UPDATED: Last Night: The Black Crowes at House of Blues

UPDATED (Tuesday, 9:55 a.m.) to correct the mandolin player on "She Talks to Angels."

The Black Crowes House of Blues April 26, 2013

Over the past nearly quarter-century, Chris Robinson's lyrics have shown no lack of religious imagery. Angels and devils exist side by side in the lines of his notebook, and various jubilees among congregations go off with fiery fervor. Not surprising, as their second album, The Southern Harmony and Musical Companion, was named for an actual old gospel hymnal.

So it's only fitting that last night's Black Crowes concert was a bit of Sunday-night church, a faith-restorer in how a great rock and roll show can come from a band extremely comfortable in its own skin (or feathers), and who draw from their musical influences without being slavish to them, creating something that is...well...Crowesian.

If fact, the Black Crowes (the band, not the Night's Watch from Game of Thrones) have an interesting career in 2013. They drop records sporadically -- live and in studio -- when it where it suits them on their own label. They do no press interviews, haven't had anything resembling a radio hit in ages, can go on hiatus for years and them come back with a rejiggered lineup, yet still have enough of a dedicated fanbase to sell out the nearly 1,200-capacity House of Blues on a Sunday night -- with dozens turned away at the ticket counter.

It was simply one of the best pure rock and roll shows I've seen in a quite awhile, and one of the finest I've seen from the band ever.

The band clicked on all levels musically as the interplay between original members Chris (vocals) and Rich (guitar) Robinson and Steve Gorman (drummer), along with Sven Pipien (bass), Adam MacDougall (keyboards) and new guitarist Jackie Greene. The last in particular had some big Crowes feel to fill in the wake of Marc Ford and Luther Dickinson - and did so more than admirably.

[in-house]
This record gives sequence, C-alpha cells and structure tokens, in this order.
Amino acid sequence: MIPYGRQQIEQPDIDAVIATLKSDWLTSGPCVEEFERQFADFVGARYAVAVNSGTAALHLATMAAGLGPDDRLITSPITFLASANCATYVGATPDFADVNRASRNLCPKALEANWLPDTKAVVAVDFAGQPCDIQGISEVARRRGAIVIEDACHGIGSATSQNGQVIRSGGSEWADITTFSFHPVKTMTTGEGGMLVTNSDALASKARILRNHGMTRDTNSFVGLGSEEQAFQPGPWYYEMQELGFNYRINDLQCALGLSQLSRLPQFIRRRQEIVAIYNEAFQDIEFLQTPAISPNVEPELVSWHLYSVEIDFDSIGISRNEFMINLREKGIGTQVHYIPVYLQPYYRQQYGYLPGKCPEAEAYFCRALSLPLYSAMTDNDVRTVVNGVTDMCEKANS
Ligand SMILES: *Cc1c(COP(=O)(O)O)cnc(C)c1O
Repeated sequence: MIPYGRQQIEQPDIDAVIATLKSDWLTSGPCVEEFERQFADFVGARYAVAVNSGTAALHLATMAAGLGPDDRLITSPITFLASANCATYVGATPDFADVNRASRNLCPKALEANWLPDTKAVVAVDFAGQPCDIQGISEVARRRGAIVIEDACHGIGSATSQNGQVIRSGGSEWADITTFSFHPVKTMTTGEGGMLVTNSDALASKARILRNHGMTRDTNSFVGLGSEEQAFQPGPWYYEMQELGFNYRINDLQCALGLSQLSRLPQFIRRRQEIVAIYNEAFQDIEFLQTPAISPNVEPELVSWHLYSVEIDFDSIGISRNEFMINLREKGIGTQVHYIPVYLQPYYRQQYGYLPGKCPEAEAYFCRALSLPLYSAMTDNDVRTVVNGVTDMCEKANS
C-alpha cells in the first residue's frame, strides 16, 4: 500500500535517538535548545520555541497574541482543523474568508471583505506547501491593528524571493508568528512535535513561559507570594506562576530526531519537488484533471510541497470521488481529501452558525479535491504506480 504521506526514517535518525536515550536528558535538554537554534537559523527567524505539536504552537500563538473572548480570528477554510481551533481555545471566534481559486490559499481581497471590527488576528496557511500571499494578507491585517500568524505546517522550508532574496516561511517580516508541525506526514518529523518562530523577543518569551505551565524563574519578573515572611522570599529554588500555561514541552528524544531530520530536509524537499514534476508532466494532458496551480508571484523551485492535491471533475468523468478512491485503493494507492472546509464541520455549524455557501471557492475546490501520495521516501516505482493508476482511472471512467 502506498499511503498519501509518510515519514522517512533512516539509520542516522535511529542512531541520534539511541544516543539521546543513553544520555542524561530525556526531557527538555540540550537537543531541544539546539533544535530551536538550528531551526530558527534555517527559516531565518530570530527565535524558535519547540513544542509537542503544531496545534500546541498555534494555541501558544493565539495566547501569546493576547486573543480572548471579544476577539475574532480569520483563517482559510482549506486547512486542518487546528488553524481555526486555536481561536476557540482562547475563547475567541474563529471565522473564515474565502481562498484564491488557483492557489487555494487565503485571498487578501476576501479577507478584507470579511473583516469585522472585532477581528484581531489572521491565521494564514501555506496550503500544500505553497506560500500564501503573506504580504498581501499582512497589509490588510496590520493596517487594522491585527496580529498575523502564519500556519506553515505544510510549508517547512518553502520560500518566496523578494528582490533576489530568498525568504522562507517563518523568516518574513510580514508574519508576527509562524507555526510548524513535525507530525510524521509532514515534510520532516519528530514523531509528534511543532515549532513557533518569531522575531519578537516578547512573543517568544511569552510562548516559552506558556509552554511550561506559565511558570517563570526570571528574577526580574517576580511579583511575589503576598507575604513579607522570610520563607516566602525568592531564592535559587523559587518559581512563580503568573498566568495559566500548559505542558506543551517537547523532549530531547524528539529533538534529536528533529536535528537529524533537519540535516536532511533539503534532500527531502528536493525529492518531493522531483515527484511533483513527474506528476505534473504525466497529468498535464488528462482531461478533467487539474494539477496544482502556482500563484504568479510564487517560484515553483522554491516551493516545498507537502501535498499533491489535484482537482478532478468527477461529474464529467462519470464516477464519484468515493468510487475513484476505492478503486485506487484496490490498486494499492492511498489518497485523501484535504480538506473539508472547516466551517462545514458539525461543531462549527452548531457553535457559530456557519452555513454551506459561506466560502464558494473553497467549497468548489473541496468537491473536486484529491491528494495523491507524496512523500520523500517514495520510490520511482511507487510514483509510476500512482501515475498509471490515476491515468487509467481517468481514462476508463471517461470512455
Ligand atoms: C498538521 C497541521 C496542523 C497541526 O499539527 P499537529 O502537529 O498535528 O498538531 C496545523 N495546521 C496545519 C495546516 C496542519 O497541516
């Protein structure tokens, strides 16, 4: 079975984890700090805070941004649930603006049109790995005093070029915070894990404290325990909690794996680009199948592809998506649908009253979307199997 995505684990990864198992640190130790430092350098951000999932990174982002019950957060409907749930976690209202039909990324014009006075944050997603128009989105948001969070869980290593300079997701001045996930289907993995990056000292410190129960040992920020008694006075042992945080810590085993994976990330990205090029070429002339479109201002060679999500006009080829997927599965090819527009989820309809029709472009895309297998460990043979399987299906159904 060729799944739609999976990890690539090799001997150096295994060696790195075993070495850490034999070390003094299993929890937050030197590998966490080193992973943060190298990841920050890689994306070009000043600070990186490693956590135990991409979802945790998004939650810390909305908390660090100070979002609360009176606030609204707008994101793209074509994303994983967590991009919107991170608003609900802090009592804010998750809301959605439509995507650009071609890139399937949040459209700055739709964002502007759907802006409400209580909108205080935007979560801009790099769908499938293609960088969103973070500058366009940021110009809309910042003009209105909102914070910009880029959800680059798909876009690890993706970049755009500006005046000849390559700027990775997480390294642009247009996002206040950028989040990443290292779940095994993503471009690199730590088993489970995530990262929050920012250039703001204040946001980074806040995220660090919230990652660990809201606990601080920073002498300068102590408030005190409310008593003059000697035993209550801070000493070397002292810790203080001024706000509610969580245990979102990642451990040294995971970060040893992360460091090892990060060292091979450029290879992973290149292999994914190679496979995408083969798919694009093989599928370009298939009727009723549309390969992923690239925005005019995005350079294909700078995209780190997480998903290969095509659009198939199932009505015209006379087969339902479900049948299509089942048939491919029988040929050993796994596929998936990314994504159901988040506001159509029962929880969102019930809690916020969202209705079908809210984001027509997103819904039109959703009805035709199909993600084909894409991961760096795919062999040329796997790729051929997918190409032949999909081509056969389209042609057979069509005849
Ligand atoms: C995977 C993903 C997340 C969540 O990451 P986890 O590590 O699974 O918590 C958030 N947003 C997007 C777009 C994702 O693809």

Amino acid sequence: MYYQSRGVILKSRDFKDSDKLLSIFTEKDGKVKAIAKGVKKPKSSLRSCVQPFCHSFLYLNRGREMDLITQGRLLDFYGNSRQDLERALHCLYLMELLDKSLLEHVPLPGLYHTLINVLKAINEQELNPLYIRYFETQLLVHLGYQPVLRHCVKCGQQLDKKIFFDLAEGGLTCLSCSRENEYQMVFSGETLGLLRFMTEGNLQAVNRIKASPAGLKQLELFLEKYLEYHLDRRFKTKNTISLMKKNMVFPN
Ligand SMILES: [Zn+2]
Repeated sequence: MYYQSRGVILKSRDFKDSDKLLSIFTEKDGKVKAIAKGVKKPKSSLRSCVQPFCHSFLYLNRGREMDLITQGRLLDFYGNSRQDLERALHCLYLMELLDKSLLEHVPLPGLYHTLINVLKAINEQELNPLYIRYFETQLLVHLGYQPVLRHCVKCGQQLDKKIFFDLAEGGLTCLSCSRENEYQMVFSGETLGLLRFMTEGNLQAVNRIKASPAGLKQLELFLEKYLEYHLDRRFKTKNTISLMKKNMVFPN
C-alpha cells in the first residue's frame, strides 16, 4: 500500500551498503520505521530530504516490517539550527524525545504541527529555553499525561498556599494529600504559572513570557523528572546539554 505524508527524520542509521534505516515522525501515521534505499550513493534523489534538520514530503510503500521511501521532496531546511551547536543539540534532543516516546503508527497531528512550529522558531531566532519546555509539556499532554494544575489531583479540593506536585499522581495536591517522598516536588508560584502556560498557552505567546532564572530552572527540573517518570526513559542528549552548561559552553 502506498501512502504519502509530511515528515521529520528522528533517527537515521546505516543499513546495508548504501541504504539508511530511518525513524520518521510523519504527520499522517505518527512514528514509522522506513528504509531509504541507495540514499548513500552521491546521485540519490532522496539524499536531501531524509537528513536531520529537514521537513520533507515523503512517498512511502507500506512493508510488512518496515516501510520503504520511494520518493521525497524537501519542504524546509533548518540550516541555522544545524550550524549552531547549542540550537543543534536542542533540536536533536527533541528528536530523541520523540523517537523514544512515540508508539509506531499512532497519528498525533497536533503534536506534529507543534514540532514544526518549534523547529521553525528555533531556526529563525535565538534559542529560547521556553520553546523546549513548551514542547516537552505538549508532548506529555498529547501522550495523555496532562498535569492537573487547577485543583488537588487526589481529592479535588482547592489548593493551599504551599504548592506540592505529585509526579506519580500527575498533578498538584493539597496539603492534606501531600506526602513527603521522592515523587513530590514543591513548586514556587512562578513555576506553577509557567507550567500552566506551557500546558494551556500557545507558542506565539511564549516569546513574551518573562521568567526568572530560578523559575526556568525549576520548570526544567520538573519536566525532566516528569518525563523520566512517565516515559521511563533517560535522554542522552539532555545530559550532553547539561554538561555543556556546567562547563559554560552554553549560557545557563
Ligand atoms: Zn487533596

But it was Chris who commanded the show and...actually had a good time! The sometimes surly frontman admonished not a single person in the crowd (much less had someone removed), and had a smile on his face somewhere between goofy grin and higher ground musical bliss the whole night.

The rail-thin, heavily haired 46-year-old also exuded amazing energy at the mike and with unique dance moves just as identifiable with him as Jagger's is to that front man ("Moves Like Chris?"). The audience certainly picked up on the positive vibes, though would have likely appreciated a bit more stage patter from the normally loquacious singer.

Interestingly, the set list was something of a Greatest Hits Tour, leaning heavily toward the first four, most commercially successful records and their best-known songs.

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Bob Ruggiero has been writing about music, books, visual arts and entertainment for the Houston Press since 1997, with an emphasis on classic rock. He used to have an incredible and luxurious mullet in college as well. He is the author of the band biography Slippin’ Out of Darkness: The Story of WAR.
Contact: Bob Ruggiero